Jack Brymer premièred this work, originally called "Sopsonare", in 1973 at the American School at St. John's Wood, playing on Michael Krein's Selmer soprano saxophone. This Sonata, the first composition for saxophone by Colin Cowles, was inspired by the acquisition of a soprano saxophone whilst teaching in Hemel Hempstead in the early 1970s. Although having played on a simple system soprano as a boy, (an instrument borrowed from, and taught him by his father), this re-introduction to the instrument was to kindle a life-long love of the complete saxophone family and the composition of an almost endless 'library' of works for it at all levels. It was also at a time when the composers had made recent acquaintance with the eminent saxophonist, Peter Ripper, and had been introduced to the saxophone quartet by the recently formed London Saxophone Quartet, whose leader, Paul Harvey, was to play this Sonata, and the Elegy for Soprano Saxophone and String Orchestra. He, in fact, premiered the latter work, which Jack Brymer then played in public on a number of occasions. It was recorded by Peter Ripper with the composer at the piano at the BBC Maida Vale Studios.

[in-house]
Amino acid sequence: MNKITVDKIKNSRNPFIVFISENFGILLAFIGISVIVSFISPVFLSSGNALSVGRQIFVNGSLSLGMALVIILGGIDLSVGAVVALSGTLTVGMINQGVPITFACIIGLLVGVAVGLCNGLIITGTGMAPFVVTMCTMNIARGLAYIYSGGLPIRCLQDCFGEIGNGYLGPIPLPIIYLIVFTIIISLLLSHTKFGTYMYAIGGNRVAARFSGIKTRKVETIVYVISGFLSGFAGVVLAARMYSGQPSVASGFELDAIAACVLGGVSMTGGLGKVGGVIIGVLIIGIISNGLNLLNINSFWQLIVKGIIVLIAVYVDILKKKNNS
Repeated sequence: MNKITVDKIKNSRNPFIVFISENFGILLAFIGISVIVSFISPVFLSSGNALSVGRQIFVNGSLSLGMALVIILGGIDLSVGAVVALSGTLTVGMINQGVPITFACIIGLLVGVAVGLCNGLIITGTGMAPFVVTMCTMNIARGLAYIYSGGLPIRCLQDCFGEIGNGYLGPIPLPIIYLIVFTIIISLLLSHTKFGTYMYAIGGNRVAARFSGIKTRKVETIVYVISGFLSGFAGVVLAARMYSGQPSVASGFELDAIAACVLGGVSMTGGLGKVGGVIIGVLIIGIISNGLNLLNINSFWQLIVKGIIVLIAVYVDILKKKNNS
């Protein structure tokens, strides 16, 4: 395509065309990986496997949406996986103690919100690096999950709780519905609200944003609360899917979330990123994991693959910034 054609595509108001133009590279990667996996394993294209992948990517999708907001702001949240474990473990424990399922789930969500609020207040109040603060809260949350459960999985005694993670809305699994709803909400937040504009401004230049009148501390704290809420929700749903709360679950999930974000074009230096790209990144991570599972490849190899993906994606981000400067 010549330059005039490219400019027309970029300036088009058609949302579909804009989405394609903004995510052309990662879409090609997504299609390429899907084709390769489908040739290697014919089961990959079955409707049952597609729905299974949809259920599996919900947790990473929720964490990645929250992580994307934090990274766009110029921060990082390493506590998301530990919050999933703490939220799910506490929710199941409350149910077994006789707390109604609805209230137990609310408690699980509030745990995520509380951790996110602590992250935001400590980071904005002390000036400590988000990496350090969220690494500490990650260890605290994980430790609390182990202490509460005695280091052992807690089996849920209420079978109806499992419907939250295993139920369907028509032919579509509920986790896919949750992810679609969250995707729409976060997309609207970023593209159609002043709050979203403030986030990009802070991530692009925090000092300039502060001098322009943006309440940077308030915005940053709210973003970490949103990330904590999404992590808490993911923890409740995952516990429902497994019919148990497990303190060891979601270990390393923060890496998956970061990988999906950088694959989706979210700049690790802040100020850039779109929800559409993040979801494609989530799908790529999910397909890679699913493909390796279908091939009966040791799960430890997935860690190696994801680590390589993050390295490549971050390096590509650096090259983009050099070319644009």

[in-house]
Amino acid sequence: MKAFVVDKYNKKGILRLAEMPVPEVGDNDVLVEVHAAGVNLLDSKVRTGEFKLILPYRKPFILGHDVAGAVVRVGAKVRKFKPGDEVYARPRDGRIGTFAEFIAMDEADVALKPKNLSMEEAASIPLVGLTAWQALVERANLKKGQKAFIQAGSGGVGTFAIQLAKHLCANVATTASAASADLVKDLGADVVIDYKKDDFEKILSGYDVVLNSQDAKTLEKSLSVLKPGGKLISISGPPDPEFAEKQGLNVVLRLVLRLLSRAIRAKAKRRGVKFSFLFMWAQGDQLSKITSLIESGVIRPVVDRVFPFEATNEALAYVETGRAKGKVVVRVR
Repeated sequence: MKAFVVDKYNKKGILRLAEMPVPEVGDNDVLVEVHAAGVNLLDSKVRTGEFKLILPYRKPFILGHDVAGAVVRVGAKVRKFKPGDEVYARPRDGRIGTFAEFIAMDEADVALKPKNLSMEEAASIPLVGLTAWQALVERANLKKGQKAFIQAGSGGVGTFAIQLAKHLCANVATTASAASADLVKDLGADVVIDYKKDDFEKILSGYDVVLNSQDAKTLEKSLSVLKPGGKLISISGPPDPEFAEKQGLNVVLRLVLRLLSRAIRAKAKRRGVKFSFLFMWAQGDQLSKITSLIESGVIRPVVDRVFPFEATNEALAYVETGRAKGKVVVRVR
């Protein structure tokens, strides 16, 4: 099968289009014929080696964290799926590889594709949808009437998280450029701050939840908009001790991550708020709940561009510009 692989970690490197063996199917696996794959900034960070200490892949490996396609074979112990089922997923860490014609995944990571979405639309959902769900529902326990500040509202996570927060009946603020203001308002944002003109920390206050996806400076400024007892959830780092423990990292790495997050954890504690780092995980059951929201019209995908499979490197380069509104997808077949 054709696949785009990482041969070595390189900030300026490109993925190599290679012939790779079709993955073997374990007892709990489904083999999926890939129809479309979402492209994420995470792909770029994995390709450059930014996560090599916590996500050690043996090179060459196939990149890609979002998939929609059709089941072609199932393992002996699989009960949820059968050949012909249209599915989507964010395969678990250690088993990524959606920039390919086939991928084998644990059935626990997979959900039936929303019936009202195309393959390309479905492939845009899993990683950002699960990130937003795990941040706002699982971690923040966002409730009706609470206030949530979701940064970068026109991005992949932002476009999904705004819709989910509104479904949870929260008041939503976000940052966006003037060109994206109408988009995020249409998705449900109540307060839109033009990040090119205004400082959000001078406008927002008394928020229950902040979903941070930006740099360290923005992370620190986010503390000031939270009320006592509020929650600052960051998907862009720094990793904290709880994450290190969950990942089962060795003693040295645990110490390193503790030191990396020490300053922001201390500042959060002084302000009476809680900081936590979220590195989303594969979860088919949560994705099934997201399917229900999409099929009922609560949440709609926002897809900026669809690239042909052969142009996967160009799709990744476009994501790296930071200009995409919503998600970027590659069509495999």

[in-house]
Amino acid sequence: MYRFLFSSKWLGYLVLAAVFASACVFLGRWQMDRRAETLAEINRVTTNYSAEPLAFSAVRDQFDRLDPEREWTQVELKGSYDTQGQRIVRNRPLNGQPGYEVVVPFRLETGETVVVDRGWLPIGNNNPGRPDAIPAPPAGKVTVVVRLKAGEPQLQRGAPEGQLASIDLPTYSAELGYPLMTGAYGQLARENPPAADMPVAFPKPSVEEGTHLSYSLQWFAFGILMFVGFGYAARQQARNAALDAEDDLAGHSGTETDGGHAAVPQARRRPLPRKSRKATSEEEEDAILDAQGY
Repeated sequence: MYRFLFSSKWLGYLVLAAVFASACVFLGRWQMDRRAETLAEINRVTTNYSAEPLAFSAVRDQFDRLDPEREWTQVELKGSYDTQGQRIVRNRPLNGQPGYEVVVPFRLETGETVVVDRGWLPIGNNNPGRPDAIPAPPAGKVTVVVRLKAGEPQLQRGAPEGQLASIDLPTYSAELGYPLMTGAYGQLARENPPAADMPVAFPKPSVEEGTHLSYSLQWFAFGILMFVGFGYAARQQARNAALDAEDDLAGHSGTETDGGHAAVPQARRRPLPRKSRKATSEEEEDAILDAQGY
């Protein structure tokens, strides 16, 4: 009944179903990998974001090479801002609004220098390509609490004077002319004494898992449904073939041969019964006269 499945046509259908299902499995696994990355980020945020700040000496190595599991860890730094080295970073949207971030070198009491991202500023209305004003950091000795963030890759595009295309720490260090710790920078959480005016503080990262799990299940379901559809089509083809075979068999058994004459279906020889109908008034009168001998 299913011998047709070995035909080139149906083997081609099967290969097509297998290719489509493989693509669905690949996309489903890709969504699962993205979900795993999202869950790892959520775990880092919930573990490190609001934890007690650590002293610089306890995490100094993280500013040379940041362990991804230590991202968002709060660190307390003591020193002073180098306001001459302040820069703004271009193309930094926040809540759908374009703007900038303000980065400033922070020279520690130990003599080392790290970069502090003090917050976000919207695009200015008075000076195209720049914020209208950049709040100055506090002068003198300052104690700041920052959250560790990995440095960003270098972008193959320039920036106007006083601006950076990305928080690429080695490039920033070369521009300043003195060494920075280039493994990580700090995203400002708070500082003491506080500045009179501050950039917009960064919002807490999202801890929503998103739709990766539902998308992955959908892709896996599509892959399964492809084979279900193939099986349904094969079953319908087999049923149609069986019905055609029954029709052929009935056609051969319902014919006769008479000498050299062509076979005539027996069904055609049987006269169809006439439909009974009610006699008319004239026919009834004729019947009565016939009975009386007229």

It is a totally non-esoteric work, but, like so much of the composer's music, it is fun and approachable, bearing repetition without becoming tedious. The composer has always favoured the Bb saxophones (soprano and tenor), which is reflected by his output. Of particular note are: • Concerto for Tenor Saxophone and Orchestra • In Memoriam for Tenor Saxophone and String Orchestra • Sonata for Tenor Saxophone and Piano • Three Bala Sketches for Tenor Saxophone and Piano.
This Sonata for Soprano Saxophone and Piano and the Elegy for Soprano Saxophone and Strings are particular favourites of the composer.